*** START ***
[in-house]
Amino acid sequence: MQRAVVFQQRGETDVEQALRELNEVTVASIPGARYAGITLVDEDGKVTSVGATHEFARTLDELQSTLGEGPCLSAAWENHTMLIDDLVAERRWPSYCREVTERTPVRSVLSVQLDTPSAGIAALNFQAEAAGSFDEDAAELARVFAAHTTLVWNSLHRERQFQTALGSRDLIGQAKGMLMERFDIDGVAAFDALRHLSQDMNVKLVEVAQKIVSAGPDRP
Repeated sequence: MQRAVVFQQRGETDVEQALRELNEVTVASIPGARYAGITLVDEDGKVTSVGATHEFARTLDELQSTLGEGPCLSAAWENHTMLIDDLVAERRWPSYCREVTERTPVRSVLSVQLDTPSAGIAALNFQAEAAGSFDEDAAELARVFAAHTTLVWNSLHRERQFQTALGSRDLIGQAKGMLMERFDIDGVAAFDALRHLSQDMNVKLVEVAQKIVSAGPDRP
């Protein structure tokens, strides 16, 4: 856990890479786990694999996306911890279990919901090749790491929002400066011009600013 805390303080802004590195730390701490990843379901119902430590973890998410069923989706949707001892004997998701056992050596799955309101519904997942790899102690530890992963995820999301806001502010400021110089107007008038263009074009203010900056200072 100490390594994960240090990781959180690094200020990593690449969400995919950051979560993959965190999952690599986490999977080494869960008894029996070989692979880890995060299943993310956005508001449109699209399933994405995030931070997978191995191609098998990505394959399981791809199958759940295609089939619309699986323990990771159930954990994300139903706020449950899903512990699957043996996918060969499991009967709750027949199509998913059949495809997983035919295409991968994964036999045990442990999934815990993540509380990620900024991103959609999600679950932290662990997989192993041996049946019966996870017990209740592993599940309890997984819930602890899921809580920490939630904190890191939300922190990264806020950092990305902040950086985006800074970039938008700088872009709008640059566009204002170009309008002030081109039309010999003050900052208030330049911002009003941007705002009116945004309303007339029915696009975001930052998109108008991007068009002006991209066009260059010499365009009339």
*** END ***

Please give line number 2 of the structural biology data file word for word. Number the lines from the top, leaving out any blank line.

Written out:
Amino acid sequence: MQRAVVFQQRGETDVEQALRELNEVTVASIPGARYAGITLVDEDGKVTSVGATHEFARTLDELQSTLGEGPCLSAAWENHTMLIDDLVAERRWPSYCREVTERTPVRSVLSVQLDTPSAGIAALNFQAEAAGSFDEDAAELARVFAAHTTLVWNSLHRERQFQTALGSRDLIGQAKGMLMERFDIDGVAAFDALRHLSQDMNVKLVEVAQKIVSAGPDRP